Bike Share

What is bike share?

Share bikes are a service where bicycles are made available to individuals on a short-term basis for a small cost. Share bikes must be unlocked, usually via an app, to be used. The service is a sustainable transport option which supports people in travelling to and from transportation hubs and to their final destination.

Share bikes are either docked or dockless services. Docked share bike schemes have locked parking spaces called docks which must be unlocked for operation and the bike must be returned to a dock for the hire to terminate.

There are currently no docked share bike schemes in Waverley LGA.

What is dockless bike share?

Dockless bike share provides a service where the share bikes are free-floating. These bikes are still locked but not to any docking infrastructure. These bikes are unlocked via an app for the specific bike share operator. They can be ridden anywhere a normal bike can be ridden but parking can be limited to within designated areas that are specified in the operator’s app.

Waverley Council does not own, operate or manage bike sharing services in the LGA. Private companies who choose to set up bike sharing services do not require our approval. All regulations that apply to these services are managed by the NSW Government. However, Council maintains ongoing communications with bike share providers to mitigate any issues for residents and achieve the best possible outcomes.

Why are share bikes useful?

Share bikes provide an option for Waverley residents (and people visiting Waverley) to get around without needing a car. When managed properly, they provide a useful way to get to local destinations and other transportation links like buses and trains.

Legislation for share bikes

Any legislation with respect to share bicycles is determined by the NSW Government. As yet there is no legislation regarding the establishment of a bicycle share company in NSW.

The Impounding Act under which there was a limited set of tools to control or restrict share bikes has now been repealed and replaced by the Public Spaces (Unattended Property) Act 2021.

The Office of Local Government has provided Councils with guidelines on three classes of items that may be considered unattended. Shared bikes falls under Class 2, Shared Services. Bike share operators should refer to the resources on unattended property rules, especially the associated Code of Practice if considering operations in Waverley. The rules for sharing services are summarised in the image below.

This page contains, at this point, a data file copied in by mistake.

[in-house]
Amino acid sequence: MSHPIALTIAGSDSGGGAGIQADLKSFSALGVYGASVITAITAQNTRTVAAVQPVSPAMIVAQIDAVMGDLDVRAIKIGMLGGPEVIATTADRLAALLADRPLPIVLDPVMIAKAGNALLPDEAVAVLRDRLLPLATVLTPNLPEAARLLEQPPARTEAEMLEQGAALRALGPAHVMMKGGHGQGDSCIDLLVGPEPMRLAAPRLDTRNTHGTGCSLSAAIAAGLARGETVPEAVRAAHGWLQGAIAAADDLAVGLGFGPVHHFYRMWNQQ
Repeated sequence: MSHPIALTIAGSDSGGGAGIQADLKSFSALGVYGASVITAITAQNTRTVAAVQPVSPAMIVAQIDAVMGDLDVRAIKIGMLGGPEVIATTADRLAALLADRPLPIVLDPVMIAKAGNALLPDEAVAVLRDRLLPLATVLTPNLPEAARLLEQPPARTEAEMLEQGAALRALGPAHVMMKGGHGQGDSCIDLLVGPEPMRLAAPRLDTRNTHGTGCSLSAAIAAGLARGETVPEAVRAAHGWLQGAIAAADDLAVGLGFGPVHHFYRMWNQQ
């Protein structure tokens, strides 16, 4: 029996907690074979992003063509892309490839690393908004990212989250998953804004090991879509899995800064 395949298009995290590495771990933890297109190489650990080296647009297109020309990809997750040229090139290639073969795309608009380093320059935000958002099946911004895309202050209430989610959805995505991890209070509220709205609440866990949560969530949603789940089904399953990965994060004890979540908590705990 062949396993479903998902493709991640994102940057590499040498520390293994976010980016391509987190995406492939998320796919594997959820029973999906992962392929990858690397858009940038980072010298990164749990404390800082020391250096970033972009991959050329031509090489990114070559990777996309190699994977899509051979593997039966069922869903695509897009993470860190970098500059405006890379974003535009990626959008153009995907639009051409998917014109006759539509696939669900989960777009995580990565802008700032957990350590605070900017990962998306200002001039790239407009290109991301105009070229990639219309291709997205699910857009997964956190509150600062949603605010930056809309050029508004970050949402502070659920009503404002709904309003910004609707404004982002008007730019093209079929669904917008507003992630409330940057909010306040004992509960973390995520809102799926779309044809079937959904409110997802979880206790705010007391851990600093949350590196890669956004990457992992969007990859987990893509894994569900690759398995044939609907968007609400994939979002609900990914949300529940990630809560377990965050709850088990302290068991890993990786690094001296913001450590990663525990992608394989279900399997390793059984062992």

Current share bike operators

Please see below for contact details for the current bike share operators in the area. Please use these contact details if you have any issues with the placement of their bikes. If the response from the operator is inadequate, you are welcome to contact Council to follow up.

Share bike deployment and parking

There are two aspects to consider when you find a share bike around Waverley: was it deliberately placed there (deployed) by the bike company or was it parked there by a user at the end of the trip.

  • Deployment: Typically, share bike companies will neatly place their bikes on the footpath in an unobtrusive location at an angle to the kerb, sometimes this will be in groups of 2 or 3 and sometimes in greater numbers depending upon how many bikes are used from that location.  The bike companies have determined their locations for deployment. Waverley Council is trialling Share Bike Hubs in high use area to formalise these locations’ and hyperlink the words Share Bike Hubs to the attached document.  Please also include that document under Related Documents on that page.
  • User parking: It is legal to park a share bike on the footpath if it is not causing an obstruction. Share bike companies may have additional guidance and restrictions on parking by either identifying preferred parking locations in busy areas or not permitting parking in specific locations that are dangerous. Generally, in commercial areas such as shopping hubs, share bikes can be parked on the footpath adjacent to the kerb. In residential areas, share bikes should also parked adjacent the kerb. Whilst there is flexibility in parking share bikes, they must never be parked where they are blocking a footpath, driveway or access to a building.

Share scooters

In NSW, electric scooters are illegal, regardless of whether they are personally owned or part of a share scooter service. The only instance where it is not illegal to use an electric scooter is when it is used on private property. Heavy fines are applied by NSW Police if electric scooters are used on public roads and footpaths.

Need more information?